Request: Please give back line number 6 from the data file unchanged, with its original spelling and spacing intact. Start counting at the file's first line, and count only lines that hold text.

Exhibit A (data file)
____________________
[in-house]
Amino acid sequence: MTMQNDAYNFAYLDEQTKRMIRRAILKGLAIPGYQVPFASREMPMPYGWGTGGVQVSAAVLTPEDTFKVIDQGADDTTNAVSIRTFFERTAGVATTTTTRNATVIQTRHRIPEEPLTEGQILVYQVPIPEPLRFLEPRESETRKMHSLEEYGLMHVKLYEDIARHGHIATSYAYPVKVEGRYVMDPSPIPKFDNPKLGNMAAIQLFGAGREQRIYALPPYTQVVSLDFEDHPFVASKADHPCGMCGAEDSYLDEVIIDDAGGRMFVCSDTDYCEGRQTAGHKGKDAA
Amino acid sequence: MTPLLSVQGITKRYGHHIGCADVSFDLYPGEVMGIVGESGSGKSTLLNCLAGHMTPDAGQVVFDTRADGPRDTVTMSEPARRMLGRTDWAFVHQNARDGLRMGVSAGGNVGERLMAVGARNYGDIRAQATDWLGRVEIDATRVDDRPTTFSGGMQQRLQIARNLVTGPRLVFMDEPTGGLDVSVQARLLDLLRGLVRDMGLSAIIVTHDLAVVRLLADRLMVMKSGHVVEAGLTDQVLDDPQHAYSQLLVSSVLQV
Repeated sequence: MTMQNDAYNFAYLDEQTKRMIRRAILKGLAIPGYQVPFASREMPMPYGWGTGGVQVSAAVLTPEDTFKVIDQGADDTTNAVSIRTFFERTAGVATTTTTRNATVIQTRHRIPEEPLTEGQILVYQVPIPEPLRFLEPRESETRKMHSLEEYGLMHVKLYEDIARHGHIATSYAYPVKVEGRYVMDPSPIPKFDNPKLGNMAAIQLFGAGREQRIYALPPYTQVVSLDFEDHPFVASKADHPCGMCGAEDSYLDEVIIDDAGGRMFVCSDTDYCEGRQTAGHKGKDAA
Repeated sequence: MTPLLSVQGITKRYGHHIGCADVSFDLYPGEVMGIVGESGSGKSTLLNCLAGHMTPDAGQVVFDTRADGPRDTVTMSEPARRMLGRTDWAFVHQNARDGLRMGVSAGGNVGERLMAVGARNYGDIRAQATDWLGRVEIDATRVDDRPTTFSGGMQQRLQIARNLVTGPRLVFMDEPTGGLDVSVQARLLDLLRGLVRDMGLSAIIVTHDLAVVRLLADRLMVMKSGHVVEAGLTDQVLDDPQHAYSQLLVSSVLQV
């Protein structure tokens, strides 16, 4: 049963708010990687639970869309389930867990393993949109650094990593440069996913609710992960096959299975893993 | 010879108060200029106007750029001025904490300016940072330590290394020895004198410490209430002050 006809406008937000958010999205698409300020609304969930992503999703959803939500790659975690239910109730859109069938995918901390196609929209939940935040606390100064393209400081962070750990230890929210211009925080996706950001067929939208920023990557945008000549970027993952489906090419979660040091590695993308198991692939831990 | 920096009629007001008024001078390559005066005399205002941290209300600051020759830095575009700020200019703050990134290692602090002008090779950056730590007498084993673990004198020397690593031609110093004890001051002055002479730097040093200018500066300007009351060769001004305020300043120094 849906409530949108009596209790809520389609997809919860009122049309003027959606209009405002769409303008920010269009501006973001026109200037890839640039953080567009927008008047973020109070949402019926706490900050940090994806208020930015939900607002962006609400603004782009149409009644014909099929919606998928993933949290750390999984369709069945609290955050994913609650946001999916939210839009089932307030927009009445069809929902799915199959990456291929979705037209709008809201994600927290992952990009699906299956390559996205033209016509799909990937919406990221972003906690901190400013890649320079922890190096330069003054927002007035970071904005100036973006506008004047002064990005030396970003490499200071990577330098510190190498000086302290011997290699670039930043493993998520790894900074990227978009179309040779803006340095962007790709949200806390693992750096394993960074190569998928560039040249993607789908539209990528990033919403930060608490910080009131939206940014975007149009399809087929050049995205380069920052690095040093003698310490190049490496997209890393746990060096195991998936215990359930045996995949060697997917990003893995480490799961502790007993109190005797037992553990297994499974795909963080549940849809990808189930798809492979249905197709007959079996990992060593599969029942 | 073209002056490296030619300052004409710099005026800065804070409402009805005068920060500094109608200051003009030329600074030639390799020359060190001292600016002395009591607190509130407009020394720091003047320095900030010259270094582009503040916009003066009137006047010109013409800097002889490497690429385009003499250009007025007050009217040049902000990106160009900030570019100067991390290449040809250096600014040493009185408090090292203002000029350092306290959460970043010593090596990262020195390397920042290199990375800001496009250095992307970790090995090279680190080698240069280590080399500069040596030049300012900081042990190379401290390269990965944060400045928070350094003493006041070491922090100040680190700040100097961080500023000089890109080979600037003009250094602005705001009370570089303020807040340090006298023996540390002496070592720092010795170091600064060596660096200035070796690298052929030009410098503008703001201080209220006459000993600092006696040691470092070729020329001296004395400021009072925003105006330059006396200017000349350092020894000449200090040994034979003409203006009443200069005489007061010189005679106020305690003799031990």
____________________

């Protein structure tokens, strides 16, 4: 049963708010990687639970869309389930867990393993949109650094990593440069996913609710992960096959299975893993 | 010879108060200029106007750029001025904490300016940072330590290394020895004198410490209430002050 006809406008937000958010999205698409300020609304969930992503999703959803939500790659975690239910109730859109069938995918901390196609929209939940935040606390100064393209400081962070750990230890929210211009925080996706950001067929939208920023990557945008000549970027993952489906090419979660040091590695993308198991692939831990 | 920096009629007001008024001078390559005066005399205002941290209300600051020759830095575009700020200019703050990134290692602090002008090779950056730590007498084993673990004198020397690593031609110093004890001051002055002479730097040093200018500066300007009351060769001004305020300043120094 849906409530949108009596209790809520389609997809919860009122049309003027959606209009405002769409303008920010269009501006973001026109200037890839640039953080567009927008008047973020109070949402019926706490900050940090994806208020930015939900607002962006609400603004782009149409009644014909099929919606998928993933949290750390999984369709069945609290955050994913609650946001999916939210839009089932307030927009009445069809929902799915199959990456291929979705037209709008809201994600927290992952990009699906299956390559996205033209016509799909990937919406990221972003906690901190400013890649320079922890190096330069003054927002007035970071904005100036973006506008004047002064990005030396970003490499200071990577330098510190190498000086302290011997290699670039930043493993998520790894900074990227978009179309040779803006340095962007790709949200806390693992750096394993960074190569998928560039040249993607789908539209990528990033919403930060608490910080009131939206940014975007149009399809087929050049995205380069920052690095040093003698310490190049490496997209890393746990060096195991998936215990359930045996995949060697997917990003893995480490799961502790007993109190005797037992553990297994499974795909963080549940849809990808189930798809492979249905197709007959079996990992060593599969029942 | 073209002056490296030619300052004409710099005026800065804070409402009805005068920060500094109608200051003009030329600074030639390799020359060190001292600016002395009591607190509130407009020394720091003047320095900030010259270094582009503040916009003066009137006047010109013409800097002889490497690429385009003499250009007025007050009217040049902000990106160009900030570019100067991390290449040809250096600014040493009185408090090292203002000029350092306290959460970043010593090596990262020195390397920042290199990375800001496009250095992307970790090995090279680190080698240069280590080399500069040596030049300012900081042990190379401290390269990965944060400045928070350094003493006041070491922090100040680190700040100097961080500023000089890109080979600037003009250094602005705001009370570089303020807040340090006298023996540390002496070592720092010795170091600064060596660096200035070796690298052929030009410098503008703001201080209220006459000993600092006696040691470092070729020329001296004395400021009072925003105006330059006396200017000349350092020894000449200090040994034979003409203006009443200069005489007061010189005679106020305690003799031990």